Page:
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Asana launches Workload to help prevent burnout

Asana, the work management platform led by Facebook co-founder Dustin Moskovitz, today launched Workload, a new feature for its paying users that aims to help prevent burnout. It does so by making it easier for businesses to fairly distribute work across their teams and, if necessary, redistribute it. “The most productive and happiest teams are […]

Asana, the work management platform led by Facebook co-founder Dustin Moskovitz, today launched Workload, a new feature for its paying users that aims to help prevent burnout. It does so by making it easier for businesses to fairly distribute work across their teams and, if necessary, redistribute it.

“The most productive and happiest teams are those that have clarity of who is doing what by when,” said Alex Hood, the head of Product at Asana . “While today’s workplace has more ways to communicate and collaborate than ever before, the majority of teams are still turning to outdated spreadsheets and email chains to plan and manage work.”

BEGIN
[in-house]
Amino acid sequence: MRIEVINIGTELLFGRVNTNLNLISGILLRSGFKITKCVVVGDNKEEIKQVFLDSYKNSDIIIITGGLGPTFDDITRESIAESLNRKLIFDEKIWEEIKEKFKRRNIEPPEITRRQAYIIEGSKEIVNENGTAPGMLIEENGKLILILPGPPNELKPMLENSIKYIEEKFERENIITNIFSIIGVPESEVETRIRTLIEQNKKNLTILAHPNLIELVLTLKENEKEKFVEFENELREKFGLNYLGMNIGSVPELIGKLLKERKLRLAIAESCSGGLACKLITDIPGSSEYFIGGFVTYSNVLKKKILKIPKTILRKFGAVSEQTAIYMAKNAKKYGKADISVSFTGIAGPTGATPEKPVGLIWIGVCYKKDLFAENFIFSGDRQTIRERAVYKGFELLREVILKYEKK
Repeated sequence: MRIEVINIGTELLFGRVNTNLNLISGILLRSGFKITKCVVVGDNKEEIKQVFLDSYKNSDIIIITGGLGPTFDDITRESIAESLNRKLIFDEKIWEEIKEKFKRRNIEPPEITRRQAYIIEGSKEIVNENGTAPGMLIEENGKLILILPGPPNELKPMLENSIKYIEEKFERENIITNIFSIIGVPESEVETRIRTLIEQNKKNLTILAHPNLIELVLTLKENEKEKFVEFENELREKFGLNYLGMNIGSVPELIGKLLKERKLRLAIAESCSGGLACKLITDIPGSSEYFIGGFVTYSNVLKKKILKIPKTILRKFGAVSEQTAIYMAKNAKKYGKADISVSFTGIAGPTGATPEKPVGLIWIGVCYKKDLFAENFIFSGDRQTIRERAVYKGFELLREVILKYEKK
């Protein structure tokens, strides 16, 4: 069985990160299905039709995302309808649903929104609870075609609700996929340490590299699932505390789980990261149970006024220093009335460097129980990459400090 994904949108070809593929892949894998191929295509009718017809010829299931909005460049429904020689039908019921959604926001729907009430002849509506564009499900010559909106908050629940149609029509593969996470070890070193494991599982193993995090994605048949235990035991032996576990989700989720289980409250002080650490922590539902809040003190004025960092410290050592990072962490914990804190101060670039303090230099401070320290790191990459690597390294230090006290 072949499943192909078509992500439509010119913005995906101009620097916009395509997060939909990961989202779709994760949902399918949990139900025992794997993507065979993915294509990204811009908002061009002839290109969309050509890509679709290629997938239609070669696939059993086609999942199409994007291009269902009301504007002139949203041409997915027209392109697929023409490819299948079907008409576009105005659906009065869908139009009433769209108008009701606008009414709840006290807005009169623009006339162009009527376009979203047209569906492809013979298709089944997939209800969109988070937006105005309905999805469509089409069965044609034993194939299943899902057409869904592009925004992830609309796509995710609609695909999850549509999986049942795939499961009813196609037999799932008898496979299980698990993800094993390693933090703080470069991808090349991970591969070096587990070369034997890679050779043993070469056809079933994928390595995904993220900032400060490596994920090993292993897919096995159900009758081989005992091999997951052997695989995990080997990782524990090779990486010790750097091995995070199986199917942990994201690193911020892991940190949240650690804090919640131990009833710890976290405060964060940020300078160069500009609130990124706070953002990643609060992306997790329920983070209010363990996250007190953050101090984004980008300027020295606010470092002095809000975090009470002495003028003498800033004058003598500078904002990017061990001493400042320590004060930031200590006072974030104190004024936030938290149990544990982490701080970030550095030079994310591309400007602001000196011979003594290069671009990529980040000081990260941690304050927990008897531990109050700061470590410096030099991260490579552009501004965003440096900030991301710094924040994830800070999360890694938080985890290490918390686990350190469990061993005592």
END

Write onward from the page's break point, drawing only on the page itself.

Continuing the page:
The general idea behind Workload is that it provides a central view of how much more work any given team can currently handle. Team members can customize their own workload based on criteria like points or hours and, maybe most importantly, set capacity limits.

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One of the first companies to test Workload was fast-casual food chain Panera. “Panera’s creative team averages 45 projects a week, and before Workload, we didn’t have a simplified way to review the team’s bandwidth,” said Jenny Williams, Marketing Traffic manager at Panera Bread. “With Workload, we can easily see assigned tasks and react to bandwidth concerns by negotiating deadlines and, if needed, make a case for additional resources.”

The general ideas behind all of these tools always sound good, of course. It’s no secret that burnout is a major problem and, according to Asana’s own research, 80% of global knowledge workers say they consistently feel overworked and close to burnout. I would take those results with a grain of salt, though, given that few people are going to say that they are barely doing anything — even if they are and their colleagues consistently wonder what they are doing all day. Still, anything that helps to bring down the actual number of burned-out workers is a good thing.

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